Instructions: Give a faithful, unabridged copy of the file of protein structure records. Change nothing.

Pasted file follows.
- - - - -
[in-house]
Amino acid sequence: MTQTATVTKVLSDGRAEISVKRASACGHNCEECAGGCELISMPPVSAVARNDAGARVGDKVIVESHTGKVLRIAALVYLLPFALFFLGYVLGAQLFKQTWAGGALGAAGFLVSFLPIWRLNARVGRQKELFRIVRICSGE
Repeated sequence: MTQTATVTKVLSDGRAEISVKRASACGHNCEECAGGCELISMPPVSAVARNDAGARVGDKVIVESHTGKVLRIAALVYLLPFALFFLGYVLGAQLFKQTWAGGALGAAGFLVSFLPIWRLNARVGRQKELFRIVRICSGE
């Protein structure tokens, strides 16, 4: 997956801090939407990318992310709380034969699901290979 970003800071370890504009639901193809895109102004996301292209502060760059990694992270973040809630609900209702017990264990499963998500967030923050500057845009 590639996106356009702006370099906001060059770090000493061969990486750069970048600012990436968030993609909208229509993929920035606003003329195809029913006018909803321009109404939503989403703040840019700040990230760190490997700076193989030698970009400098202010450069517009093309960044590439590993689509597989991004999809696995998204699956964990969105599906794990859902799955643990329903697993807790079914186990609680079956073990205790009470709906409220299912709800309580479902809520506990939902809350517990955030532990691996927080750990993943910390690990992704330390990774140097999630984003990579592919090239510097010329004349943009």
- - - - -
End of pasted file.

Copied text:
[in-house]
Amino acid sequence: MTQTATVTKVLSDGRAEISVKRASACGHNCEECAGGCELISMPPVSAVARNDAGARVGDKVIVESHTGKVLRIAALVYLLPFALFFLGYVLGAQLFKQTWAGGALGAAGFLVSFLPIWRLNARVGRQKELFRIVRICSGE
Repeated sequence: MTQTATVTKVLSDGRAEISVKRASACGHNCEECAGGCELISMPPVSAVARNDAGARVGDKVIVESHTGKVLRIAALVYLLPFALFFLGYVLGAQLFKQTWAGGALGAAGFLVSFLPIWRLNARVGRQKELFRIVRICSGE
């Protein structure tokens, strides 16, 4: 997956801090939407990318992310709380034969699901290979 970003800071370890504009639901193809895109102004996301292209502060760059990694992270973040809630609900209702017990264990499963998500967030923050500057845009 590639996106356009702006370099906001060059770090000493061969990486750069970048600012990436968030993609909208229509993929920035606003003329195809029913006018909803321009109404939503989403703040840019700040990230760190490997700076193989030698970009400098202010450069517009093309960044590439590993689509597989991004999809696995998204699956964990969105599906794990859902799955643990329903697993807790079914186990609680079956073990205790009470709906409220299912709800309580479902809520506990939902809350517990955030532990691996927080750990993943910390690990992704330390990774140097999630984003990579592919090239510097010329004349943009």